Women’s History Month – Nano Nagle’s Bonnet

March is Women’s History Month and we are taking time to brush up on our Nano Nagle Herstory by taking a deep dive into our collection. The first object in the collection that we are going to look at is Nano’s Bonnet!

Before we get deeply immersed in bonnets, here is some bonnet terminology – the caul: the back bit that covers the hair, the headpiece: the band that goes across the top of the head, the ruffle: the front frilly bit, lappet: an extension of the headpiece (and sometimes the ruffle) beyond the earlobe.

Nano’s bonnet is made of cotton lawn, and was worn by Nano before her death in 1784. The bonnet isn’t exactly the same as it once was, as pieces have been snipped from each side of the headpiece to send to new Presentation convents, and we aren’t sure how much. To understand what the bonnet may have looked like in the 18th Century, we need to go back to other sources.

Written descriptions

The convent records from the early 1780’s describe the dress worn by Nano’s first sisters, the unenclosed ‘Society for Charitable Instruction of the Sacred Heart’ (later the Presentation Sisters). These Sisters, including Nano Nagle, wore:

 “…a black gown plainly made without fashion – over it they wore a black silk handkerchief crossed in front – a plain cap made round which fitted close to the head and a broad black ribbon bound tightly about the head. When going out to attend the schools they wore long mode cloaks, the hoods of which they always threw over the small black bonnets worn by them on these occasions.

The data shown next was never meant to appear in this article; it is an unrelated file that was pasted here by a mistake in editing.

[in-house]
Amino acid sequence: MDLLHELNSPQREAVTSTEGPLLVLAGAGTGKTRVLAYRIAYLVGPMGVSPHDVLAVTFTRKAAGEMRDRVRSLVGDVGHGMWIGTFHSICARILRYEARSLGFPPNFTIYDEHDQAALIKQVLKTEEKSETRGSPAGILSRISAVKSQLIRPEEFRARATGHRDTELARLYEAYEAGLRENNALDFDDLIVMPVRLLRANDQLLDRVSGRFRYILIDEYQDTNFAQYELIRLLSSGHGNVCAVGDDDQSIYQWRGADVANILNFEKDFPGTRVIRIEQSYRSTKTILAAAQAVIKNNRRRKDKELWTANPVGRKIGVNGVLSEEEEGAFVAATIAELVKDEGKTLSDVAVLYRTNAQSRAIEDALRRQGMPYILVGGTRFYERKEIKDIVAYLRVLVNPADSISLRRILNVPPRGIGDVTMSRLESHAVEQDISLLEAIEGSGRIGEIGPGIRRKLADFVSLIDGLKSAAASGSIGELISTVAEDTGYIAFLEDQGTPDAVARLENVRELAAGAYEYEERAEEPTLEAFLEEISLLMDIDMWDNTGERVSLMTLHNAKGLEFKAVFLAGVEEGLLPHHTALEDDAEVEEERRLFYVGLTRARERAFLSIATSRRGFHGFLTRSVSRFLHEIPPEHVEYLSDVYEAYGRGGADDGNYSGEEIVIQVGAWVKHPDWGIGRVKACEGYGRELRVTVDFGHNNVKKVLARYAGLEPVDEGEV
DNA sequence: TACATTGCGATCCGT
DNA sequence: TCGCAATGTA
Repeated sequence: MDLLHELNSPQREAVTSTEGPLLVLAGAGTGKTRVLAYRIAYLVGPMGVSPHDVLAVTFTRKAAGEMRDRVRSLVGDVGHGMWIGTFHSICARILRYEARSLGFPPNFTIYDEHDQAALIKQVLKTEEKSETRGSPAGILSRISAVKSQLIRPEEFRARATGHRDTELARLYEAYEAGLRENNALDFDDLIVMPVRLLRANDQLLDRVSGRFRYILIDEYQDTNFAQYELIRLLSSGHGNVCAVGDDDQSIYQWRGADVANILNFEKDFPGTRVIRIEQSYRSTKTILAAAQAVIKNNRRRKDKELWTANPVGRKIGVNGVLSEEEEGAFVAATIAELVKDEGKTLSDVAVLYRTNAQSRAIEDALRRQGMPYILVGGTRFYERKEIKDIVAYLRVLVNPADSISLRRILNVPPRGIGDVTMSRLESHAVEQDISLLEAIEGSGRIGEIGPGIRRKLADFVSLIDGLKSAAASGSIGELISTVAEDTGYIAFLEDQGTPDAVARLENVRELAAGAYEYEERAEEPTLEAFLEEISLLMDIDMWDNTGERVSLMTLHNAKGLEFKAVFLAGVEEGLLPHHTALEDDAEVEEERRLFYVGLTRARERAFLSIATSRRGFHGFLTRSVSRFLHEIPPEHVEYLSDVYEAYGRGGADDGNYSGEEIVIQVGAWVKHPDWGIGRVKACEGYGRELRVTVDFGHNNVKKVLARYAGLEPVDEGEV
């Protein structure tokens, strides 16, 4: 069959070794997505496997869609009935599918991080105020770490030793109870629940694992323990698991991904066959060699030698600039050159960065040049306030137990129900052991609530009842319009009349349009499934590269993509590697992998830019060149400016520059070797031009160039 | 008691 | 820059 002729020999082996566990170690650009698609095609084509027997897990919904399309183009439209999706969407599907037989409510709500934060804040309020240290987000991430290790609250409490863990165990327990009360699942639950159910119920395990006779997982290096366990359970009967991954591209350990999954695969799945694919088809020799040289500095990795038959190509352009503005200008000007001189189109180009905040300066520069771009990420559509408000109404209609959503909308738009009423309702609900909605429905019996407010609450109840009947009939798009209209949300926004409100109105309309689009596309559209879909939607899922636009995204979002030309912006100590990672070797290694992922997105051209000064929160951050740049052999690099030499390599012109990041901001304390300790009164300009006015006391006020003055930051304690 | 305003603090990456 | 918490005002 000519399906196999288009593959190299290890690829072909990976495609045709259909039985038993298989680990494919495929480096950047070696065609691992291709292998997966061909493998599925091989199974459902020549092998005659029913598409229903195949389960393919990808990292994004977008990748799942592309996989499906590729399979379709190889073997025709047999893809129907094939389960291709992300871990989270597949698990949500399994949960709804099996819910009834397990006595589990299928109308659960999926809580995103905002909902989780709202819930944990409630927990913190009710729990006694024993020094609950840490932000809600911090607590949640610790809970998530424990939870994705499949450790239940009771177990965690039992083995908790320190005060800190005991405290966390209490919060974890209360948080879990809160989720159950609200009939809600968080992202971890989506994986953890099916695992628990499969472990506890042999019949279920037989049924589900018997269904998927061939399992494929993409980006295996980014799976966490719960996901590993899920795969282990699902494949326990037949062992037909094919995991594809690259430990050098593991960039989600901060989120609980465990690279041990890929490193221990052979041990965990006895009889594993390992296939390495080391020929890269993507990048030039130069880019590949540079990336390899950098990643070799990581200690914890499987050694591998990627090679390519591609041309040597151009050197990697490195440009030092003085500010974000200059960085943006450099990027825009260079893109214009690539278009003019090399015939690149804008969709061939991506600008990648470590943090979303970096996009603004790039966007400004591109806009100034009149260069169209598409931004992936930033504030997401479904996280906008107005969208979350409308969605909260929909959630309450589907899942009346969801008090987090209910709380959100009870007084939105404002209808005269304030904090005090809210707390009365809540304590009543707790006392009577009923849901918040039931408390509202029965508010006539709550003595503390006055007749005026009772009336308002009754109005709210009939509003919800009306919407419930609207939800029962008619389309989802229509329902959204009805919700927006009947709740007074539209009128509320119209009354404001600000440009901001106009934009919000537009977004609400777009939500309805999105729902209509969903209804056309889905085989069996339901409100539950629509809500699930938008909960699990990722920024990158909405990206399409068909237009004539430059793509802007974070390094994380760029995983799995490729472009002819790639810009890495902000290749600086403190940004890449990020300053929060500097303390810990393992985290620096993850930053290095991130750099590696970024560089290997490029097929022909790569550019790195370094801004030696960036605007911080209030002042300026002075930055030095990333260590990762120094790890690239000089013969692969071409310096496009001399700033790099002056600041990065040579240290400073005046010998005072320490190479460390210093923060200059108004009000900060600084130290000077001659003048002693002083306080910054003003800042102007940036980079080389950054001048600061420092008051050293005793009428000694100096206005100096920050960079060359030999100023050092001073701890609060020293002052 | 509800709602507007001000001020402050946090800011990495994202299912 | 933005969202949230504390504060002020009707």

We are also lucky enough to have a description of Nano Nagle by lady named Mary, a travelling companion of Teresa Mulally ( Irish educationist, businesswoman, and philanthropist). Teresa and Nano had corresponded about education, with Teresa hoping that the Sisters would come to Dublin and start schools for Catholic children there. Mary and Teresa travelled from Dublin to Cork to meet Nano in 1778. Mary describes:

The first morning at 6 o’clock entered a little elderly woman with a shabby silk cloak and old hat turned up before, a soiled dark cotton gown and a coarse black petticoat, drabbled halfway and dripping wet for it had rained heavily…she announced her name to be Nagle…”

Both accounts mentions small hats or caps worn by Nano Nagle, but neither sound like the bonnet pictured below…perhaps we need to look at images of the bonnet instead.

Nano's Bonnet from South Pres Collection

Paintings of the Bonnet

This portrait of Nano Nagle, which has been attributed to Cork artist James Barry, depicts Nano in her later years. The painting, which we believe is from life, shows a small touch of white, most likely the ruffle of her bonnet, under the hood of the cloak Nano wears. Nano has no lappets coming down the sides of her face and nothing tied under her chin. If fabric was snipped from the sides of the headpiece of the original bonnet, it was only small snips.

The Charles Turner’s 1809 engraving of Nano Nagle shows the full bonnet, pristine white with a black headpiece, large lappets coming past Nano’s ears and a very predominant ruffle at the front. Looking closely at the Turner image, how do you read that central n-shape in the ruffle – as a n-shaped gap? Many people have read the top of the frill as an n-shaped gap where the fabric of the ruffle tapers into the central headpiece at the top of the forehead.

Skip to content